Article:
2016 Thanksgiving Day message


This past Sunday we shared a few things related to Thanksgiving:

A poem by Karen An-hwei Lee called “Edge of Faith”, a reading from Parker Palmer’s book  “A Hidden Wholeness: The Journey Toward and Undivided Life”, a way of turning the Pledge of Allegiance into a prayer:

“One nation,  O GOD! Indivisible, With liberty and justice for all,”

and a prayer that you might use on Thanksgiving morning.  (Adapted from Dear Abby:)

We are thankful for this food and remember the hungry.

We are thankful for these friends and remember the friendless

We are thankful for freedom and remember the enslaved

May these remembrances stir us to service

That the gifts we have received may be used for others.

Whether you are joining the community Thanksgiving at 2 PM in the Social Hall, or driving five hours to be with family, may your travels be safe and relaxing.

Thank you to those who took part in our reading of names for Transgender Day of Remembrance.   Mindy Squillace has created a short YouTube video with names and faces of Transgender persons murdered this past year.  Can you take three minutes to view it?  https://youtu.be/YNon_M7BfcM

Thanksgiving, the holiday, dates from the American Civil War as a day to pray and give thanks for the blessings which have come in the previous year.   Also to: “fervently implore the interposition of the Almighty Hand to heal the wounds of the nation and to restore it as soon as may be consistent with the Divine purposes to the full enjoyment of peace, harmony, tranquility and Union.”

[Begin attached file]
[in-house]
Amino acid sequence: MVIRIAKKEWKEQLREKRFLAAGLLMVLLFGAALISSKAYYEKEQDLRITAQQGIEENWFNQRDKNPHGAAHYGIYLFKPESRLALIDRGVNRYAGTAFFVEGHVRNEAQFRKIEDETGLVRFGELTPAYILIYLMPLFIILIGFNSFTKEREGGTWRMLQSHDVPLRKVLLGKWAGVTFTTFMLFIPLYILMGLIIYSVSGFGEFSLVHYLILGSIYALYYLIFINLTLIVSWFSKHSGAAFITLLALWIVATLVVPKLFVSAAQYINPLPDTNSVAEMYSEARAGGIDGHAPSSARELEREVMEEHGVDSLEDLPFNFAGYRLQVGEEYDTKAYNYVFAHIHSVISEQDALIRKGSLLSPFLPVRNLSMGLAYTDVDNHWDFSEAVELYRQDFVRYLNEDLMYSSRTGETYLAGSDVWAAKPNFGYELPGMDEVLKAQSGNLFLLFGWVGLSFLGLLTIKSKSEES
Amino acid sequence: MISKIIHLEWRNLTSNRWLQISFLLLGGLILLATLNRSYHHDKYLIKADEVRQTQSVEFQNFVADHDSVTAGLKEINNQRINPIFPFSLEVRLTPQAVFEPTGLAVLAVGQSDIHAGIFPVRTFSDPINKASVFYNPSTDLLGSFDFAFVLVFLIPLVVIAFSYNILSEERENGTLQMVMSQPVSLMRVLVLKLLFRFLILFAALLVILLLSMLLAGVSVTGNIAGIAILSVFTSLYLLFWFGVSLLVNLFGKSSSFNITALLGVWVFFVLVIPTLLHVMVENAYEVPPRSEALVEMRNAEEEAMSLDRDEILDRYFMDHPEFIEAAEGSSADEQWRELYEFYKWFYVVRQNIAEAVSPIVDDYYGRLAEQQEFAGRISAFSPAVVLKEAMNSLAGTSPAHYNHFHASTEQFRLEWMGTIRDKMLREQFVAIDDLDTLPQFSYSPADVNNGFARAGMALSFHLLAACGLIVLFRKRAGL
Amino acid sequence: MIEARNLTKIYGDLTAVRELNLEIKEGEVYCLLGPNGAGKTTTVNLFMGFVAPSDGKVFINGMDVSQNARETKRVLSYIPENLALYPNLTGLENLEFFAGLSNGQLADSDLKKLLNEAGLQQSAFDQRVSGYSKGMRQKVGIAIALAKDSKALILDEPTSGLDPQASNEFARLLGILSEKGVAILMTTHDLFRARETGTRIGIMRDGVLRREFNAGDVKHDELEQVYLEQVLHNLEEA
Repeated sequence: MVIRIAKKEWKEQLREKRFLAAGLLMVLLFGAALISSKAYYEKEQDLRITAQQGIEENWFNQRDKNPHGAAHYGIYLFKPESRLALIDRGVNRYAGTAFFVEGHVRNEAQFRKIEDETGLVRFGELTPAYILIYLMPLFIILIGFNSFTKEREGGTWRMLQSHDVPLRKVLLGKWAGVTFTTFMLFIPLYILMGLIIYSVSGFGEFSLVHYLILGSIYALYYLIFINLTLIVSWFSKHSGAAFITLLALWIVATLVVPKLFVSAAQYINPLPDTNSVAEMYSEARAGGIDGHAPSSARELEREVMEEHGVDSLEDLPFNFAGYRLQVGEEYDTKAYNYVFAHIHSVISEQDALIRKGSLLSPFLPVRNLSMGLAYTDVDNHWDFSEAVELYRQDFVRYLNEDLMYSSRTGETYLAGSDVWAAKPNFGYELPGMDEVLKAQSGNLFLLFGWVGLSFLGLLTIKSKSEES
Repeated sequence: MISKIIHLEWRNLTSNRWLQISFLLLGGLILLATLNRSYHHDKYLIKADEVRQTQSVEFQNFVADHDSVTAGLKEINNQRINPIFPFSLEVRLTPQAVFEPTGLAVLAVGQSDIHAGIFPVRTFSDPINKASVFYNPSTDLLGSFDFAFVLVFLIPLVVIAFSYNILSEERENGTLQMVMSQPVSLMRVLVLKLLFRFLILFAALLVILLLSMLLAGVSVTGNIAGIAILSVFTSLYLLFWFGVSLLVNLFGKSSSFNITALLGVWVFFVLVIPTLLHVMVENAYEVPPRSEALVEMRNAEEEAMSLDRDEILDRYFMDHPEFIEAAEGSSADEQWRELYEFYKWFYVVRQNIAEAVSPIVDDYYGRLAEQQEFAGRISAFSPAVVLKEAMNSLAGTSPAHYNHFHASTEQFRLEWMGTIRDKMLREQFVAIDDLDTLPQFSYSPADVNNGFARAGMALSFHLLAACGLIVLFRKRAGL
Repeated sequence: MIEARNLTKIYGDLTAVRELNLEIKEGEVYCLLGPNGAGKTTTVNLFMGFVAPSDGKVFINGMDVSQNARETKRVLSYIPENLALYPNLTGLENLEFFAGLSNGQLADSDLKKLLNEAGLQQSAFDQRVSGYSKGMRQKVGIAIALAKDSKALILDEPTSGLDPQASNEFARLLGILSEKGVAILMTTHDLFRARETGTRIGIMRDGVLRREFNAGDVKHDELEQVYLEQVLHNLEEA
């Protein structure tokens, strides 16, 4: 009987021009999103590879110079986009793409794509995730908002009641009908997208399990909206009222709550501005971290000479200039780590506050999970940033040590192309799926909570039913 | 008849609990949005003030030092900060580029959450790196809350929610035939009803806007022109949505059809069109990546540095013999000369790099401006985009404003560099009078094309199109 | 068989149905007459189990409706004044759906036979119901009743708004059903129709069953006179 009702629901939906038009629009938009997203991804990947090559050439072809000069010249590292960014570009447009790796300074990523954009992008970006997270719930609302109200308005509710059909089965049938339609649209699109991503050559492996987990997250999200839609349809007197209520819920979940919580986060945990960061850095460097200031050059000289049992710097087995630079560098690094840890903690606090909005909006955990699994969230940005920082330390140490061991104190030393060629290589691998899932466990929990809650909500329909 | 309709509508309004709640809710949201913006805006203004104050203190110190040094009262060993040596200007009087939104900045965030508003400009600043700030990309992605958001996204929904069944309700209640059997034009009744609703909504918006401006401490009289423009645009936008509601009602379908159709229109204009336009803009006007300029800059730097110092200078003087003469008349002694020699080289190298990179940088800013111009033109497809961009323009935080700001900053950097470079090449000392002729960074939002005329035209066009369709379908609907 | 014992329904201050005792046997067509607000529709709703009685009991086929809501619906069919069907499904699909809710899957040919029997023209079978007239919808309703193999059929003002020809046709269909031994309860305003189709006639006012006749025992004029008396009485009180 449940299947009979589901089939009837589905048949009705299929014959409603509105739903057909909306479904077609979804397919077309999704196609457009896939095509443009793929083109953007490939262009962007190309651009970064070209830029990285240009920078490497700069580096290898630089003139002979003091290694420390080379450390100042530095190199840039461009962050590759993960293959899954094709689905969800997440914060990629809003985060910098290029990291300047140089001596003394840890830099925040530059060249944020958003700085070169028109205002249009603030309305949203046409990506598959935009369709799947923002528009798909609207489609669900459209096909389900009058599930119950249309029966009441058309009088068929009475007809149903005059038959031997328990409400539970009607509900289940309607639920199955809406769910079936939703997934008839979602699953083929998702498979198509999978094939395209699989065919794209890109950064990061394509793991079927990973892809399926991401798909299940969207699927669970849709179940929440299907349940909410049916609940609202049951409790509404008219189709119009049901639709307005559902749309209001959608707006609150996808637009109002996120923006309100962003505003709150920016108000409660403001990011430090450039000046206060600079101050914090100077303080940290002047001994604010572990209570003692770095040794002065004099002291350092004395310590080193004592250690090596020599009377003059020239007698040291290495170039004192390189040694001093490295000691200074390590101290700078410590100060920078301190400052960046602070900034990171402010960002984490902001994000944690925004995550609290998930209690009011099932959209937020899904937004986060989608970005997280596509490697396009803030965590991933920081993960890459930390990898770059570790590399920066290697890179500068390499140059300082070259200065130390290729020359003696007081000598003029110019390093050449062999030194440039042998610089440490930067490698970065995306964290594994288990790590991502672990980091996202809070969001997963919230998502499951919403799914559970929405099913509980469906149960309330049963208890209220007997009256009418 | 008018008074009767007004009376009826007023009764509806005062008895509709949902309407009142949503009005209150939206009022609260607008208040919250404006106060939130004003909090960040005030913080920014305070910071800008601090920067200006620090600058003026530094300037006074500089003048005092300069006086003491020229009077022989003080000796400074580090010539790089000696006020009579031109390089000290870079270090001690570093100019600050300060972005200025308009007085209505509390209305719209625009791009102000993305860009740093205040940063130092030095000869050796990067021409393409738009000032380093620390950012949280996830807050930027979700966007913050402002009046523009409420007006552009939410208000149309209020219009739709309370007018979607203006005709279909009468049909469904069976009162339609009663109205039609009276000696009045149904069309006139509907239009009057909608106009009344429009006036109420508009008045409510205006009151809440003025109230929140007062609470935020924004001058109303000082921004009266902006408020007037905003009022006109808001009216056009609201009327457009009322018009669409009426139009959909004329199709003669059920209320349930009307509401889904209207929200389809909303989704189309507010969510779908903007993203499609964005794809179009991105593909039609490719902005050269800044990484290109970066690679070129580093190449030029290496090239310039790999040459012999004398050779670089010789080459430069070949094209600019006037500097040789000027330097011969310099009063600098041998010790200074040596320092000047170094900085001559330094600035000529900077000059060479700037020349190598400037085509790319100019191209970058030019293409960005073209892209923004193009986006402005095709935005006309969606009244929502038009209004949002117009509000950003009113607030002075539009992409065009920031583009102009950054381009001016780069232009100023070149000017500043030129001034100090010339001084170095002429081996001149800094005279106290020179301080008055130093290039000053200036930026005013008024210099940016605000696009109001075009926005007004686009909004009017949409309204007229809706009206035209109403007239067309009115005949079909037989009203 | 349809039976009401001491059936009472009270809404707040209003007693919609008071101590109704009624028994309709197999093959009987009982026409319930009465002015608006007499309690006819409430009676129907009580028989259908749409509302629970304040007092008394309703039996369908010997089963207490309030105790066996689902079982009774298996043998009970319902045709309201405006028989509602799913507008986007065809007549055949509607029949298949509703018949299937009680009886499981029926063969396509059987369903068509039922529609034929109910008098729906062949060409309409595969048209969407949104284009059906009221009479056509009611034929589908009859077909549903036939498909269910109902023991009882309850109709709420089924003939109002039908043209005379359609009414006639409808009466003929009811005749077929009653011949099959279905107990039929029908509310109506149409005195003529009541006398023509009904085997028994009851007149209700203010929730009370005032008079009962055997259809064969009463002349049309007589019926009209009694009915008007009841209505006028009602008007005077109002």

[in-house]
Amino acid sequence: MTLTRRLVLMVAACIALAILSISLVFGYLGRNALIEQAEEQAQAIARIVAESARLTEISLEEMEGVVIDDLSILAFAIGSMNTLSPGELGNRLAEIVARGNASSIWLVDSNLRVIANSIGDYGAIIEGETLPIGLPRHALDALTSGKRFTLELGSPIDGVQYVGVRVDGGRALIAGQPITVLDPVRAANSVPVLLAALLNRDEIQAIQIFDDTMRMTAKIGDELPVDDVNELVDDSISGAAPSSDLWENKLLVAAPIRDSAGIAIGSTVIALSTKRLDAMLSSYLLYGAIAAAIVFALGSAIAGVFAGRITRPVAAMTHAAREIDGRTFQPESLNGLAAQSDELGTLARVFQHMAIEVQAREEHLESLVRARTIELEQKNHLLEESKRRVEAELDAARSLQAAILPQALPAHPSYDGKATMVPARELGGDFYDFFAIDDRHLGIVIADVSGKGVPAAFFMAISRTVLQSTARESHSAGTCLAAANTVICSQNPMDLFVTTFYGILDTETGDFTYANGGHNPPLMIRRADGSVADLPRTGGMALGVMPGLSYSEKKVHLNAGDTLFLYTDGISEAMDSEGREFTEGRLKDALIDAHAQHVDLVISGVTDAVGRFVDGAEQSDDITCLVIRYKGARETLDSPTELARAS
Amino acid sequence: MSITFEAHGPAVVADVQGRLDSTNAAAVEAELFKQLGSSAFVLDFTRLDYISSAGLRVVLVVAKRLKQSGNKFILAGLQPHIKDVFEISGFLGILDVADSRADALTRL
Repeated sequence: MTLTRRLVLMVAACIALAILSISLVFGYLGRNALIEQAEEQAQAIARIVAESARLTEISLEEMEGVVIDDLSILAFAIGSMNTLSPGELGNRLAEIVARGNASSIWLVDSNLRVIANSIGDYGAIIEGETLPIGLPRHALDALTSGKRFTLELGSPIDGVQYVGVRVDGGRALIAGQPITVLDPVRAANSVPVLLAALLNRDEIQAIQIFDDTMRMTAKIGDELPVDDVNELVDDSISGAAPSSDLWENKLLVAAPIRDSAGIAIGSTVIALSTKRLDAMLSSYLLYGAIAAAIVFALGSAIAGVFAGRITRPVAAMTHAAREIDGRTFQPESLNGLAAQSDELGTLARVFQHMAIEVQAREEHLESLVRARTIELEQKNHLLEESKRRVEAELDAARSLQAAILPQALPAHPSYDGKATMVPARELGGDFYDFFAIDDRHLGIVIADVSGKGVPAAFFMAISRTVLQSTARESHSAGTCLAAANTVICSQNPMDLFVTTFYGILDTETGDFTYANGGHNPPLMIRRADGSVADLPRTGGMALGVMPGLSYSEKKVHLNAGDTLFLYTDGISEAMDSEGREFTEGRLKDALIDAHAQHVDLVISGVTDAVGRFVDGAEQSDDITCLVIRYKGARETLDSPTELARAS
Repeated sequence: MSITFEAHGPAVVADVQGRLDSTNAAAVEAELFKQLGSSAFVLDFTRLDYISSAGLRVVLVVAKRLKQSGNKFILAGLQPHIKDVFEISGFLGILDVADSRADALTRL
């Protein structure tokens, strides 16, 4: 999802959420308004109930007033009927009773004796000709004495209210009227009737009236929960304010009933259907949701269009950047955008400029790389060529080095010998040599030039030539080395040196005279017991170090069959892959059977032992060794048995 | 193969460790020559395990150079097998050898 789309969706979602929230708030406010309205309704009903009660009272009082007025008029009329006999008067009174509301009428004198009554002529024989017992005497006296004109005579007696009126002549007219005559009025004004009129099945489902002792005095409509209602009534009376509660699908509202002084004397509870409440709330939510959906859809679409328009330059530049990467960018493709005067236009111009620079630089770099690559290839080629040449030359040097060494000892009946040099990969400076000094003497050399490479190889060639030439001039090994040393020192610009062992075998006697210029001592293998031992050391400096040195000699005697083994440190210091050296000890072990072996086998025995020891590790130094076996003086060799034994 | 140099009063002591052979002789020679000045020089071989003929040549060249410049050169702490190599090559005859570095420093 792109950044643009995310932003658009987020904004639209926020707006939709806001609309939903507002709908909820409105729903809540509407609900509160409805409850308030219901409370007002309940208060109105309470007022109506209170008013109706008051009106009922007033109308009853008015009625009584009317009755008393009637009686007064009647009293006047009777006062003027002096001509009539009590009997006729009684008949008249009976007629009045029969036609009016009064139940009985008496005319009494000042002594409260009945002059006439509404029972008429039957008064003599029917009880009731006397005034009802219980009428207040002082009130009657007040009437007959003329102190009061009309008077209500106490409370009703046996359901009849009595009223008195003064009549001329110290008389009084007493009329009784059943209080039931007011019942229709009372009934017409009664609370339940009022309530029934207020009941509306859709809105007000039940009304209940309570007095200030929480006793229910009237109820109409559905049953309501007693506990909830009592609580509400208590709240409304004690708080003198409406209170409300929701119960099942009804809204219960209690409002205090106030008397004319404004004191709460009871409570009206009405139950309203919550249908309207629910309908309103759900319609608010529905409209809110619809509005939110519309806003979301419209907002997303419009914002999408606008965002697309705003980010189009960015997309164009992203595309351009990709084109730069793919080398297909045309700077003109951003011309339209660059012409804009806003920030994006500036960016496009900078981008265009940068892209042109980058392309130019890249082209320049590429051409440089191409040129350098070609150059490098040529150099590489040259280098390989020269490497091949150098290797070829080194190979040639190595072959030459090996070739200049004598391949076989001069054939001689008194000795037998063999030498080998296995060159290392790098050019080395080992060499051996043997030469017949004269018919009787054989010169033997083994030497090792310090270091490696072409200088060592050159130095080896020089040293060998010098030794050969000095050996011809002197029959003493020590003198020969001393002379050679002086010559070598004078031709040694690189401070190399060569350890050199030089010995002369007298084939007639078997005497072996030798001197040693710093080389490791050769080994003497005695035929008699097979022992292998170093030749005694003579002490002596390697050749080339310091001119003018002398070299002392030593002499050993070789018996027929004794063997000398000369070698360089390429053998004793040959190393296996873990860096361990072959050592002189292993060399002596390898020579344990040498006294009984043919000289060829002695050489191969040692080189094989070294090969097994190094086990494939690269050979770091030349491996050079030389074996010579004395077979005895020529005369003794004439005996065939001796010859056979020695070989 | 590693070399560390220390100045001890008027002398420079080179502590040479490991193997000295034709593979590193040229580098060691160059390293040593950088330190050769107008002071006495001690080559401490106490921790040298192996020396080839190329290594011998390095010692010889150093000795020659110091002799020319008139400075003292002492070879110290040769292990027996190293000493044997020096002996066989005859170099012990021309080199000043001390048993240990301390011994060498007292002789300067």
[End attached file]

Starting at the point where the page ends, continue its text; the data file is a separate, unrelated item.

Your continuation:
Isn’t that a good thing to pray and work for this Thanksgiving?  May we use our time in community to work toward these goals, peace, liberty and justice for all.


The past few days I’ve been reminded of how some Native Americans consider Thursday to be “Thanks-grieving”  instead of “-giving”.  They remember the Pilgrim Thanksgiving celebrated by the Wampanoag tribe with their vassal group of English settlers.   They point out how, through the years, good will and treaties ended in bad faith, death and tears… from colonization to the Republic to today.  This relates to the Standing Rock Sioux Tribe, protesting construction of a crude oil pipeline upstream of the tribe’s water supply.

They see that this is a further intrusion into their land rights, as part of a long chain of broken promises.  Fifty Unitarian Universalist clergy went to Standing Rock  in early November to join the resistance movement.

Read about it in the UU World: http://www.uuworld.org/articles/50-clergy-standing-rock
In more recent news, after the clergy and news media left, the local sheriff’s department used fire hoses, rubber bullets, pepper spray and concussion grenades on protesters camped in sub-freezing weather.

We are grateful for food, and remember the hungry.  We are grateful for friends, and remember the friendless.  And we are mindful that many of life’s gifts we take for granted have come at the expense of others.

May your Thanksgiving be blessed.

With love,

Rev Charlie